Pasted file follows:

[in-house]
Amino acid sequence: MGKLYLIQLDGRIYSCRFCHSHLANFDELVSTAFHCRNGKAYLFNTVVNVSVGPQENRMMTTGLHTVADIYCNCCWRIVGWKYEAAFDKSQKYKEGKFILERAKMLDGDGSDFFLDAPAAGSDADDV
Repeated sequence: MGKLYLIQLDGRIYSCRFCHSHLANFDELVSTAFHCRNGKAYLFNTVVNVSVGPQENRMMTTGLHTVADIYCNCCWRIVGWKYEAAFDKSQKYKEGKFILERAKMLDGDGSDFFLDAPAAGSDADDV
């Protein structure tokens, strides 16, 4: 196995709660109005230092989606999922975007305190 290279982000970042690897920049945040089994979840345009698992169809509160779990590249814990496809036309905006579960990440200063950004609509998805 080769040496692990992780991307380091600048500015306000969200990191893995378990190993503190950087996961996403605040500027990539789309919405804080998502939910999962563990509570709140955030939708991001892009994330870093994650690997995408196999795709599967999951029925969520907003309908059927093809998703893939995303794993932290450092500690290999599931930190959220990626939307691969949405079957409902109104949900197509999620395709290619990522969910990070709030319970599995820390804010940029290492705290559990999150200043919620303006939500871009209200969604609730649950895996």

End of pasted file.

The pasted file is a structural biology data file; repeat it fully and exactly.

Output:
[in-house]
Amino acid sequence: MGKLYLIQLDGRIYSCRFCHSHLANFDELVSTAFHCRNGKAYLFNTVVNVSVGPQENRMMTTGLHTVADIYCNCCWRIVGWKYEAAFDKSQKYKEGKFILERAKMLDGDGSDFFLDAPAAGSDADDV
Repeated sequence: MGKLYLIQLDGRIYSCRFCHSHLANFDELVSTAFHCRNGKAYLFNTVVNVSVGPQENRMMTTGLHTVADIYCNCCWRIVGWKYEAAFDKSQKYKEGKFILERAKMLDGDGSDFFLDAPAAGSDADDV
């Protein structure tokens, strides 16, 4: 196995709660109005230092989606999922975007305190 290279982000970042690897920049945040089994979840345009698992169809509160779990590249814990496809036309905006579960990440200063950004609509998805 080769040496692990992780991307380091600048500015306000969200990191893995378990190993503190950087996961996403605040500027990539789309919405804080998502939910999962563990509570709140955030939708991001892009994330870093994650690997995408196999795709599967999951029925969520907003309908059927093809998703893939995303794993932290450092500690290999599931930190959220990626939307691969949405079957409902109104949900197509999620395709290619990522969910990070709030319970599995820390804010940029290492705290559990999150200043919620303006939500871009209200969604609730649950895996």